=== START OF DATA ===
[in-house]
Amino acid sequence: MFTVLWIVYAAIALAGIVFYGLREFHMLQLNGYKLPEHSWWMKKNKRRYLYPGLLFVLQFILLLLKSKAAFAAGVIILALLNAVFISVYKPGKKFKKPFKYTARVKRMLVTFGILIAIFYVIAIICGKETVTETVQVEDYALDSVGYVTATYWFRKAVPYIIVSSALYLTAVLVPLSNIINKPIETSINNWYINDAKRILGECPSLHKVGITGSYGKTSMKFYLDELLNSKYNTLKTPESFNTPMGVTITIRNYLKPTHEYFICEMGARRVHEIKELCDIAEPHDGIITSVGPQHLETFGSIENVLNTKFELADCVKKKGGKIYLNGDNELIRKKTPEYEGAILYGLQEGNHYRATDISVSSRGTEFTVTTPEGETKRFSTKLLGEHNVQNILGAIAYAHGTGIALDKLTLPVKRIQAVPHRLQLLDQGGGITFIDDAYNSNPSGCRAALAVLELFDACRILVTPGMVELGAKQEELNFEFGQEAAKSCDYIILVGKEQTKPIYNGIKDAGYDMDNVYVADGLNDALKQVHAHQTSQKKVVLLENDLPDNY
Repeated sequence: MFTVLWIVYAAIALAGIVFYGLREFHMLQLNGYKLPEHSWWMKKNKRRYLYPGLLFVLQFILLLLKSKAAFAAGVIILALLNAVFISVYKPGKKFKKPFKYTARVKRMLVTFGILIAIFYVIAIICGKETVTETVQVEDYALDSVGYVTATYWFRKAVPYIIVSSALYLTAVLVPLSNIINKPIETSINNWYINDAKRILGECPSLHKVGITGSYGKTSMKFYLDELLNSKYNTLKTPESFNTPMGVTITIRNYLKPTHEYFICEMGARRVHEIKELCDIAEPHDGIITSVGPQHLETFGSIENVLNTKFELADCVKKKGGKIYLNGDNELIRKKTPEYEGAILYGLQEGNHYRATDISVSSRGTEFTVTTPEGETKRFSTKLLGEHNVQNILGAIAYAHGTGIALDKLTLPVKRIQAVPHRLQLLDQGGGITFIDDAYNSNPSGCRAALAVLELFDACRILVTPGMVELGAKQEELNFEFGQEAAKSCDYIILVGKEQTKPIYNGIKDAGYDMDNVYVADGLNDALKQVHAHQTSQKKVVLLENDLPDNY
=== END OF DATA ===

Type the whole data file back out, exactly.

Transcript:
[in-house]
Amino acid sequence: MFTVLWIVYAAIALAGIVFYGLREFHMLQLNGYKLPEHSWWMKKNKRRYLYPGLLFVLQFILLLLKSKAAFAAGVIILALLNAVFISVYKPGKKFKKPFKYTARVKRMLVTFGILIAIFYVIAIICGKETVTETVQVEDYALDSVGYVTATYWFRKAVPYIIVSSALYLTAVLVPLSNIINKPIETSINNWYINDAKRILGECPSLHKVGITGSYGKTSMKFYLDELLNSKYNTLKTPESFNTPMGVTITIRNYLKPTHEYFICEMGARRVHEIKELCDIAEPHDGIITSVGPQHLETFGSIENVLNTKFELADCVKKKGGKIYLNGDNELIRKKTPEYEGAILYGLQEGNHYRATDISVSSRGTEFTVTTPEGETKRFSTKLLGEHNVQNILGAIAYAHGTGIALDKLTLPVKRIQAVPHRLQLLDQGGGITFIDDAYNSNPSGCRAALAVLELFDACRILVTPGMVELGAKQEELNFEFGQEAAKSCDYIILVGKEQTKPIYNGIKDAGYDMDNVYVADGLNDALKQVHAHQTSQKKVVLLENDLPDNY
Repeated sequence: MFTVLWIVYAAIALAGIVFYGLREFHMLQLNGYKLPEHSWWMKKNKRRYLYPGLLFVLQFILLLLKSKAAFAAGVIILALLNAVFISVYKPGKKFKKPFKYTARVKRMLVTFGILIAIFYVIAIICGKETVTETVQVEDYALDSVGYVTATYWFRKAVPYIIVSSALYLTAVLVPLSNIINKPIETSINNWYINDAKRILGECPSLHKVGITGSYGKTSMKFYLDELLNSKYNTLKTPESFNTPMGVTITIRNYLKPTHEYFICEMGARRVHEIKELCDIAEPHDGIITSVGPQHLETFGSIENVLNTKFELADCVKKKGGKIYLNGDNELIRKKTPEYEGAILYGLQEGNHYRATDISVSSRGTEFTVTTPEGETKRFSTKLLGEHNVQNILGAIAYAHGTGIALDKLTLPVKRIQAVPHRLQLLDQGGGITFIDDAYNSNPSGCRAALAVLELFDACRILVTPGMVELGAKQEELNFEFGQEAAKSCDYIILVGKEQTKPIYNGIKDAGYDMDNVYVADGLNDALKQVHAHQTSQKKVVLLENDLPDNY